You know, like Nixon tried to shunt responsibility for the break-in on to Liddy, Sturgis, et al.
Instead of attacking neighbors, why not shunt the wrath onto one poor soul who stands in for all would-be enemies?
Television stations can turn down their ads for any reason or shunt them into any time spot.
The lower the resistance of the shunt required, the less wire we use.
All right,” he answered, endeavoring to look unconcerned, “shunt us off.
Should the shunt box be required, it has to be connected with terminals II.
Well, we can shunt Mr. Hiltze off 273 a little, if you wish.
Connect the telegraph key, the buzzer and the dry cell in series and then shunt them around the grid condenser.
In fact, a voltmeter is an ammeter which has had its shunt removed or disconnected.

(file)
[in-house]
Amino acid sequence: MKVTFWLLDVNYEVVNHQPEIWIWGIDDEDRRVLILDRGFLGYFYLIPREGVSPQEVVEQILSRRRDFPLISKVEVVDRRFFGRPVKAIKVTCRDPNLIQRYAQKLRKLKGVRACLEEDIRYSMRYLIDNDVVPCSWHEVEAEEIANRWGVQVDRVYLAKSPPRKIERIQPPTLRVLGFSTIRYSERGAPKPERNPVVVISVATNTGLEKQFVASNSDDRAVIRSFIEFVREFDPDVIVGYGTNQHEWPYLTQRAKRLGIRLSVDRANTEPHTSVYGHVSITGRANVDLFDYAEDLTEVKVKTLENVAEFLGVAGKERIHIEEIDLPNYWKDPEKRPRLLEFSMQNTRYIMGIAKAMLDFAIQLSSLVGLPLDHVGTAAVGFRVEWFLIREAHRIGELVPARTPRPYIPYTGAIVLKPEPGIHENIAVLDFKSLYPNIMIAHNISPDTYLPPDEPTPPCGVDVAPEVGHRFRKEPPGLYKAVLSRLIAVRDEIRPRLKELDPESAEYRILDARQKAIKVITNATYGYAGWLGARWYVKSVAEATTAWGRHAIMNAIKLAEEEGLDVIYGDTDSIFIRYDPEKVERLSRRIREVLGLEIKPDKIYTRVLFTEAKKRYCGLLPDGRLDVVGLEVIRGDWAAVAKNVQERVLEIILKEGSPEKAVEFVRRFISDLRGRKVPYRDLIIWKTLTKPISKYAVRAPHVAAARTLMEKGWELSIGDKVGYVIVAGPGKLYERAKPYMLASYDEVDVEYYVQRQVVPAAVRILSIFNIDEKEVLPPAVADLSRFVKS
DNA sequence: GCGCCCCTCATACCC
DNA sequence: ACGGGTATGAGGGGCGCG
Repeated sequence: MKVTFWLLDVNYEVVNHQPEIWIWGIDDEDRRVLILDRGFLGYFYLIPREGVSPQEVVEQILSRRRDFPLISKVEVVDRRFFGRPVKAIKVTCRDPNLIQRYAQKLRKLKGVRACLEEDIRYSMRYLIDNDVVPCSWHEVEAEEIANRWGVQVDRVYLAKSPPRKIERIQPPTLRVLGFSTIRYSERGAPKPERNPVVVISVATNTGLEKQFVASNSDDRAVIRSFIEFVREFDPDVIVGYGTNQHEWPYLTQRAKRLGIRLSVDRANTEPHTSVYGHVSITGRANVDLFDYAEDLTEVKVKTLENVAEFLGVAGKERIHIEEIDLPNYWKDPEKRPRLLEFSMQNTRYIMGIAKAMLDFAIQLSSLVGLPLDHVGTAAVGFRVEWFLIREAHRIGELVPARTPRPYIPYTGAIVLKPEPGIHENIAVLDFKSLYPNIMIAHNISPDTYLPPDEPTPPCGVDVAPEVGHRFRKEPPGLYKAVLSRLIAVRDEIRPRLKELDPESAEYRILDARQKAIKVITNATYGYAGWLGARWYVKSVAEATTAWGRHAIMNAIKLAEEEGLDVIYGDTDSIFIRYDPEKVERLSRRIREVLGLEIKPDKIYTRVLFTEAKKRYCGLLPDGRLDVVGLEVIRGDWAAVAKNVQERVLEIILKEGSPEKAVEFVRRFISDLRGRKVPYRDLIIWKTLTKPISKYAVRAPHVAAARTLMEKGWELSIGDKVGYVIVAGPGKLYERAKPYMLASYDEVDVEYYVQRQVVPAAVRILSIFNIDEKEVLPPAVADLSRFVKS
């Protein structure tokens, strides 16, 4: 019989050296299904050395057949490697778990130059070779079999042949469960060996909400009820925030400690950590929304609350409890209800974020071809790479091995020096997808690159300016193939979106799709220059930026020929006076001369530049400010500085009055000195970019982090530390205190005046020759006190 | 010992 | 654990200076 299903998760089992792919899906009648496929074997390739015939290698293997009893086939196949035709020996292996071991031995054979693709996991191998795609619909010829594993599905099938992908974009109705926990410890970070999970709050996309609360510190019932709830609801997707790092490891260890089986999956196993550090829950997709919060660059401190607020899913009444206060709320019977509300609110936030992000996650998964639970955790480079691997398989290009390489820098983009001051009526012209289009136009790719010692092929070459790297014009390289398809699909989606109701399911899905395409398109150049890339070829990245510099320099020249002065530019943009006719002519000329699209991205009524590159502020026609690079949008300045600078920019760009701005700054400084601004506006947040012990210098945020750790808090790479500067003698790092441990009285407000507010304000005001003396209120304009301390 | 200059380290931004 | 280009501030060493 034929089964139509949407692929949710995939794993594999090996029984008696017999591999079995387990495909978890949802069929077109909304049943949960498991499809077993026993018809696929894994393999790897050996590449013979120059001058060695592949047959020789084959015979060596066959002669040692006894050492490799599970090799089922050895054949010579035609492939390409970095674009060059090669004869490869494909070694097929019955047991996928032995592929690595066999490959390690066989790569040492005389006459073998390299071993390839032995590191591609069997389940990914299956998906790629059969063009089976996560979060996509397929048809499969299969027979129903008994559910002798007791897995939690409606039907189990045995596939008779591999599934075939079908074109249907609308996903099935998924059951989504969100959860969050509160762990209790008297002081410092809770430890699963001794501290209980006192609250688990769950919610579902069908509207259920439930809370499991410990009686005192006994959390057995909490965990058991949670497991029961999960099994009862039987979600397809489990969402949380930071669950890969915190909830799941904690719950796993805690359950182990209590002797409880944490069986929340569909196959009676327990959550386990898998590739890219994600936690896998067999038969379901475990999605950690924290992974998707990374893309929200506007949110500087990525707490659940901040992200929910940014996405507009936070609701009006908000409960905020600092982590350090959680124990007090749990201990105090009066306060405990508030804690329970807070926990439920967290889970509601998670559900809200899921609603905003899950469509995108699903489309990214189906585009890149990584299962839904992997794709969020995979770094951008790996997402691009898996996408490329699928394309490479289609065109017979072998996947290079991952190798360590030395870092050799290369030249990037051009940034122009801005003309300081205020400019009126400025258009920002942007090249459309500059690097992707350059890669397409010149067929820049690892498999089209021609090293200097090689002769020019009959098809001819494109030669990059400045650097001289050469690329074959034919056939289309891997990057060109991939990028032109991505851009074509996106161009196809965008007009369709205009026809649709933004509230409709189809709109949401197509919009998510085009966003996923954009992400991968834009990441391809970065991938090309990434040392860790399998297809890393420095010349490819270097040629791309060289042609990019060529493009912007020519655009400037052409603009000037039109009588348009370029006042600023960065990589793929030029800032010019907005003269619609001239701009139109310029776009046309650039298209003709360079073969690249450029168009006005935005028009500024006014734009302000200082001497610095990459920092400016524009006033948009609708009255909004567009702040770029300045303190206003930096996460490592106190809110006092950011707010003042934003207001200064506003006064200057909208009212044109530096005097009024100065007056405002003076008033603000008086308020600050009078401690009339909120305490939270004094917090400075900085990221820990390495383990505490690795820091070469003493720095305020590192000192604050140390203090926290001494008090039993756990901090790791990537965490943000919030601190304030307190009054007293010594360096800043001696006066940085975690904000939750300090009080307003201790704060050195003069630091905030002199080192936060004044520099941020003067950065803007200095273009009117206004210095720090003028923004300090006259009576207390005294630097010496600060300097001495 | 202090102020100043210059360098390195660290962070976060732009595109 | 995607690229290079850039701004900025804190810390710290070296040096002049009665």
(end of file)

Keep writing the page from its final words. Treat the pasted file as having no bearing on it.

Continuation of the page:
In a short shunt machine, the shunt winding is subjected to a higher voltage than with a long shunt.
early 13c., "to shy, start," perhaps from shunen "to shun" (see shun), and altered by influence of shot or shut. Meaning "to turn aside" is from late 14c.; that of "move out of the way" is from 1706. Adopted by railways from 1842. Related: Shunted; shunting.
1838, in railway use, from shunt (v.). By technicians in the sense of "electrical conductor" from 1863. Medical use dates from 1923.
A passage between two natural body channels, such as blood vessels, especially one created surgically to divert or permit flow from one pathway or region to another; a bypass.